Associational Discrimination Claims: Are They Viable?

Kollman & Saucier
Kollman & Saucier

Unlike cases of discrimination based on an employee’s own protected status, there seem to be far fewer claims of discrimination based on an employee’s relationship with a protected individual.  But this did not stop a former county courthouse employee from filing a lawsuit last December claiming that her termination from the Marion Superior Court in Indianapolis violated the association provision of the ADA.  Amber Bridges v. City of Indianapolis, S.D. Ind., Case No. 1:17-cv-04706 (filed Dec. 21, 2017).

Bridges’s Complaint alleges that, during her employment, a certain coworker had an “obnoxious chronic body odor condition” that “interfered with and distracted” Bridges and others from doing their jobs.  So she reported the “condition” to her supervisor and installed air fresheners throughout the work area.  She was then fired and told it was because she created an “uncomfortable and hostile work environment” toward the coworker.  She now claims that the Court fired her as a result of her association with the coworker, whom she says the Court regarded as disabled due to the coworker’s alleged “body odor condition.”

In its Motion for Summary Judgment, filed December 6, the Court argues that Bridges cannot prove her claim because (1) the coworker was not disabled, and (2) Bridges was not sufficiently associated or related to the coworker to implicate the ADA.  In fact, the Court claims, Bridges mistreated the coworker such that the two failed even to have the kind of meaningful relationship that an associational discrimination claim requires.

The association provision of the ADA makes it unlawful for a covered employer to discriminate based on an applicant’s or employee’s association or relationship with a disabled individual, regardless of whether the applicant or employee herself is disabled.  Think of the parent of a disabled child whose need for medical attention, the employer believes, will distract the parent/employee from doing his job.  Or the spouse of a chronically ill dependent to whom the employer refuses the same health coverage offered to other employees because of the perceived costs of treating the dependent’s illness.  The EEOC regards these employment actions as unlawful because they rely on unfounded stereotypes or concerns about the known disabilities of individuals who are associated or related to the employees facing the employment actions.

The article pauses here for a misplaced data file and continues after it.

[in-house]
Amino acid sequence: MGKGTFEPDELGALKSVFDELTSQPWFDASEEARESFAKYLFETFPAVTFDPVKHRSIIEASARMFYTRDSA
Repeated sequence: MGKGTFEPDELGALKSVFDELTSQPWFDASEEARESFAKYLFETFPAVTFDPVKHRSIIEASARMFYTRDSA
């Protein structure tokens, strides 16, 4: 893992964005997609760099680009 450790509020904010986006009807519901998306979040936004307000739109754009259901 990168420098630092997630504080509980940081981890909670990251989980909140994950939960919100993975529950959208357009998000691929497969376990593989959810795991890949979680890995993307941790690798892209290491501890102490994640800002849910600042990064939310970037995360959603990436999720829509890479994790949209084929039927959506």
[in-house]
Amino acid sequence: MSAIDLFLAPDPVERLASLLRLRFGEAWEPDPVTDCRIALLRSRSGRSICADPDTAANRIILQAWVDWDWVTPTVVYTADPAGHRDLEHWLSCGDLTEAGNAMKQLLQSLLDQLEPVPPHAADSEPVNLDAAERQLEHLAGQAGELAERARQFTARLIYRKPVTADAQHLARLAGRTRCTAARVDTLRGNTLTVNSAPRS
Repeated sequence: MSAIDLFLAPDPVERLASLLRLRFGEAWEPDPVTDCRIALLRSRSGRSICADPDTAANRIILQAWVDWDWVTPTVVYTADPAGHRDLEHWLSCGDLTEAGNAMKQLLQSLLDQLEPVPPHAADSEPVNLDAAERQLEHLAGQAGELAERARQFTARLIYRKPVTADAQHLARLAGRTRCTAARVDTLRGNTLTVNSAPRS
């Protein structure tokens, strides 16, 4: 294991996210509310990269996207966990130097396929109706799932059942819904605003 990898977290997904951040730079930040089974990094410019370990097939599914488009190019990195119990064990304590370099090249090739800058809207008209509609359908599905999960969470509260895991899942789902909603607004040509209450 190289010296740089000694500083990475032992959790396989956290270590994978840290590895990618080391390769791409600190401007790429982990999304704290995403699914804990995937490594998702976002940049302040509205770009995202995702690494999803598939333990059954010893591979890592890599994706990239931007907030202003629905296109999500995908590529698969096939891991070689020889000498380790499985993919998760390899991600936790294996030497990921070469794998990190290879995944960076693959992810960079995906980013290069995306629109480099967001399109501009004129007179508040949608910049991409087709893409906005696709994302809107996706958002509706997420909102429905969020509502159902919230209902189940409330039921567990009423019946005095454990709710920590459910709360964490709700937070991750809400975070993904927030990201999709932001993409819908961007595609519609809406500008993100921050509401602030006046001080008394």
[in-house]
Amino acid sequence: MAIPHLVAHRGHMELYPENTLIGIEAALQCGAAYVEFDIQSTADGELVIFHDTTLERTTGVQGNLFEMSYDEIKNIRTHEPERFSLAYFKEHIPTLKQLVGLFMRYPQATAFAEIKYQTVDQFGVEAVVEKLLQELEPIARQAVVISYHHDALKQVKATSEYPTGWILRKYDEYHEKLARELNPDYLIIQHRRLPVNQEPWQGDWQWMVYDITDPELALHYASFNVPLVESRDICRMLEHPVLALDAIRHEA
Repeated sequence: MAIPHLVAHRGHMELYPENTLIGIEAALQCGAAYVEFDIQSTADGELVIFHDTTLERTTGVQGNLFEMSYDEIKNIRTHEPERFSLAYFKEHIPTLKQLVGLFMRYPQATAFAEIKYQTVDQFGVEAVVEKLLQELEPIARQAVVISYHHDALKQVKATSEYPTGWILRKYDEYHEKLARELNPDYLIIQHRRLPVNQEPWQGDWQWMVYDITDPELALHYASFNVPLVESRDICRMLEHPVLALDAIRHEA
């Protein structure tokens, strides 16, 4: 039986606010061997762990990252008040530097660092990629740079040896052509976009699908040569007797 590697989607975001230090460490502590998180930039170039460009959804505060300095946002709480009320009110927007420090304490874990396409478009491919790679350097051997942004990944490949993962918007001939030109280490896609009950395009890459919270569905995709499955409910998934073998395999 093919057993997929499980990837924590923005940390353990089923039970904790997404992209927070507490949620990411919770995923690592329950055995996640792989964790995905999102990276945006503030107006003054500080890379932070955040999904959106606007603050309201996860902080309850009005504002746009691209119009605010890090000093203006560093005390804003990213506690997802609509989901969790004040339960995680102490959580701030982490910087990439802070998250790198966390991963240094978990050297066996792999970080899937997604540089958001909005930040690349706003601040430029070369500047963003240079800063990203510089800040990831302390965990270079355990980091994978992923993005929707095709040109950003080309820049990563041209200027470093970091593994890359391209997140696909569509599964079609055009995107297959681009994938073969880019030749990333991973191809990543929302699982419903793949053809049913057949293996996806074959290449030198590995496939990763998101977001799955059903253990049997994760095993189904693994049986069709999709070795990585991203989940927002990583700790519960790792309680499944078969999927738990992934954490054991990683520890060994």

• The ADA does not require a familial relationship with a disabled person to establish a claim of associational discrimination. It is possible for an associational discrimination claim to arise out of the relationship an employee has with a coworker – hence, Ms. Bridges’s claim – or any other person with whom the employee is even remotely associated.
  • The ADA also does not require employers to provide reasonable accommodations to employees based on the employees’ association with disabled individuals. For instance, in Lee v. Safeway, Inc., the court rejected the plaintiff’s argument that her son’s disability required the employer to provide her with reasonable accommodations, such as adjusting her work schedule, that would have allowed her more flexibility to care for him.  2014 U.S. Dist. LEXIS 137764, at *29-30 (D. Md. Sept. 30, 2014).
  • Unlike the ADA, the Maryland Fair Employment Practices Act (FEPA) does not contain a provision that explicitly prohibits associational discrimination in employment. However, courts in Maryland have construed FEPA to encompass associational discrimination claims based on race and disability.  See Barkhorn v. Ports Am. Chesapeake, LLC, 2012 U.S. Dist. LEXIS 82385, at *15-17 (D. Md. June 14, 2012) (citing Gutwein v. Easton Publishing Co., 272 Md. 563 (1974)).

Some additional food for thought is how associational discrimination rights may intersect with caregiver rights under Maryland’s medical cannabis law.  Under this law, a caregiver of a qualified medical marijuana user may not be subject to certain penalties or actions, including the “deni[al] of any right or privilege, for the medical use of or possession of medical cannabis[.]”  Md. Health-Gen. Code, § 13-3313(a)(4).  Although it is unclear what individual employee rights (if any) this law protects, it is not difficult to imagine how a caregiver discrimination claim could arise with an associational discrimination claim.  If a caregiver is sufficiently associated with a medical marijuana user whom the caregiver’s employer perceives as disabled, then discrimination against that caregiver could implicate both laws.

As for Ms. Bridges’s claim, it remains up to the court to decide whether the employer will ultimately be entitled to summary judgment, or whether her claim of associational discrimination will proceed.


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